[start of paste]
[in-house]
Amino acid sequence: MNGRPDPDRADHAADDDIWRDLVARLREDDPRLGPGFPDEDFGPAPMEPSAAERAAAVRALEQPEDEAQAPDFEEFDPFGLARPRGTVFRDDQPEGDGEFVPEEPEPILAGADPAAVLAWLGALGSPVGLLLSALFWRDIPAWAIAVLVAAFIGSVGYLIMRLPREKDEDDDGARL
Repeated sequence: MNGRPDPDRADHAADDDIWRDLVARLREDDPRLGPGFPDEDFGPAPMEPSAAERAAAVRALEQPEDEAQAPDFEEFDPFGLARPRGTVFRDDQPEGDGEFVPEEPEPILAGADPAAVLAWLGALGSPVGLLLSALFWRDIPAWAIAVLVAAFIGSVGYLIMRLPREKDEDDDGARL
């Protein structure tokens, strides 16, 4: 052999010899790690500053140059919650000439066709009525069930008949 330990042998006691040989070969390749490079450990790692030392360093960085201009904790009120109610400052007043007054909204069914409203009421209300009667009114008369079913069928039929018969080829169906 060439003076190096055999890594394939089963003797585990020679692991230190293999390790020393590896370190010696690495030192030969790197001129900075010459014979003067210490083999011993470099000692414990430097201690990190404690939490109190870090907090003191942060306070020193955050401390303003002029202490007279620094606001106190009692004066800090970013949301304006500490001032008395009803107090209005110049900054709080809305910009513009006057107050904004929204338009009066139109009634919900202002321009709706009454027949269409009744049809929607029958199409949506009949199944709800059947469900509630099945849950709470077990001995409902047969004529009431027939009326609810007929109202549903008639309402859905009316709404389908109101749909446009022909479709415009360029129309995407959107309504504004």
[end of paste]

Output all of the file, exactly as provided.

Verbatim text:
[in-house]
Amino acid sequence: MNGRPDPDRADHAADDDIWRDLVARLREDDPRLGPGFPDEDFGPAPMEPSAAERAAAVRALEQPEDEAQAPDFEEFDPFGLARPRGTVFRDDQPEGDGEFVPEEPEPILAGADPAAVLAWLGALGSPVGLLLSALFWRDIPAWAIAVLVAAFIGSVGYLIMRLPREKDEDDDGARL
Repeated sequence: MNGRPDPDRADHAADDDIWRDLVARLREDDPRLGPGFPDEDFGPAPMEPSAAERAAAVRALEQPEDEAQAPDFEEFDPFGLARPRGTVFRDDQPEGDGEFVPEEPEPILAGADPAAVLAWLGALGSPVGLLLSALFWRDIPAWAIAVLVAAFIGSVGYLIMRLPREKDEDDDGARL
């Protein structure tokens, strides 16, 4: 052999010899790690500053140059919650000439066709009525069930008949 330990042998006691040989070969390749490079450990790692030392360093960085201009904790009120109610400052007043007054909204069914409203009421209300009667009114008369079913069928039929018969080829169906 060439003076190096055999890594394939089963003797585990020679692991230190293999390790020393590896370190010696690495030192030969790197001129900075010459014979003067210490083999011993470099000692414990430097201690990190404690939490109190870090907090003191942060306070020193955050401390303003002029202490007279620094606001106190009692004066800090970013949301304006500490001032008395009803107090209005110049900054709080809305910009513009006057107050904004929204338009009066139109009634919900202002321009709706009454027949269409009744049809929607029958199409949506009949199944709800059947469900509630099945849950709470077990001995409902047969004529009431027939009326609810007929109202549903008639309402859905009316709404389908109101749909446009022909479709415009360029129309995407959107309504504004």